By Anna Pulley
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By Joe Eskenazi
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By Erin Sherbert
Photo by Mike Koozmin
This story was originally reported by Matt Smith for the independent, nonprofit Center for Investigative Reporting, the country's largest investigative reporting team. We present it here in partnership with CIR. For more information, visit cironline.org and follow @CIRonline on Twitter. The reporter can be reached at email@example.com.
Dressed in a black summer suit, white pocket square, and designer sunglasses, Willie Brown joined Mayor Ed Lee on June 26 in front of a wall-sized rendering of The Shipyards, a condominium community planned for the former Hunters Point Naval Shipyard.
The occasion was a groundbreaking ceremony for 88 of 1,400 planned housing units, the first tangible evidence of what has long been envisioned as a $10 billion mixed-use development.
Brown told assembled dignitaries about the $800 million light-rail extension he had championed while he was mayor to connect the future development to downtown, and the $1 billion in government money spent cleaning up radioactive and toxic waste to prepare the military base for development.
"This community will come alive," Brown said. "It will not be different than any other community in San Francisco except it will be newer, and probably better."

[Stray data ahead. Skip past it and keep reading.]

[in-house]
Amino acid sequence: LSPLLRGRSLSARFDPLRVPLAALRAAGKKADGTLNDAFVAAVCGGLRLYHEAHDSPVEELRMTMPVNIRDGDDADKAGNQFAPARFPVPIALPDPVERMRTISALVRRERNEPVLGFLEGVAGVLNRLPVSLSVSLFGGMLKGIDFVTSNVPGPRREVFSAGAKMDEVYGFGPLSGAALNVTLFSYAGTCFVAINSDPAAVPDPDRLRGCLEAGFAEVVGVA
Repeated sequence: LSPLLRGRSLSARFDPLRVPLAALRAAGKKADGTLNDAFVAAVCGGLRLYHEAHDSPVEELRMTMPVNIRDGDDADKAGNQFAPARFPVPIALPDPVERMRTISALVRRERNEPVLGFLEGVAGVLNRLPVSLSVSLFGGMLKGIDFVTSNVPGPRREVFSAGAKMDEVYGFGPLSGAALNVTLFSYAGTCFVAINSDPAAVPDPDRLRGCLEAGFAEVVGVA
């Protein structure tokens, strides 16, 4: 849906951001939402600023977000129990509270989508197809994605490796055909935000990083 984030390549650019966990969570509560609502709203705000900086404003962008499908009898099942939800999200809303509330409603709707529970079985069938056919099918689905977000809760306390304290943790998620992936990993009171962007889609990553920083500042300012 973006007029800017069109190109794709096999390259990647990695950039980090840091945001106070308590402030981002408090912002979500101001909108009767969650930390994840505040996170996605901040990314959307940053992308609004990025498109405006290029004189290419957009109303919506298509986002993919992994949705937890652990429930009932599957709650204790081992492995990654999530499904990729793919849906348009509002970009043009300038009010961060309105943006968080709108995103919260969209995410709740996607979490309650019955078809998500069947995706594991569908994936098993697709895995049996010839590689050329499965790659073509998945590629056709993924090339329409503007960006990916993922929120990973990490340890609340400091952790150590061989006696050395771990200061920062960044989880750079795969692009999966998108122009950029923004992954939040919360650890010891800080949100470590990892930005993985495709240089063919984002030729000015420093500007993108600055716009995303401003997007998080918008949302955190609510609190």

During his turn to speak, Lee emphasized help from political leaders in routing government funds to the project.
"I do want to make sure we recognize the historic efforts by so many people who for years and decades have put in a lot of hours, a lot of tears to get to this point," Lee said. "I want to thank Nancy Pelosi, Dianne Feinstein, Willie Brown, and Gavin Newsom."
Amid all the thank-yous and accolades, however, neither man mentioned the source of the private money that made the groundbreaking possible. Nor did they describe how government officials had spent the previous year helping position a little-known private firm to trade U.S. visa priority to foreigners who invest in one of the largest proposed public-private real estate developments in California history.
Behind the scenes, Lee had devoted staff time, lobbying resources, and political capital to ensure the financial success of the San Francisco Bay Area Regional Center. The center is a private company linked to Brown, who was credited with engineering Lee's 2011 appointment to complete Newsom's mayoral term after he was elected lieutenant governor, and with helping Lee retain the post.
This reporter found that Lee's support has included having city staff members and the city's contract lobbyist work in concert with Pelosi, the House minority leader, to urge the U.S. Department of Homeland Security to allow the firm to operate under the federal EB-5 visa program. Named for a section of the U.S. immigration code, the 23-year-old program gives green-card priority to people who invest at least $500,000 in designated U.S. enterprises.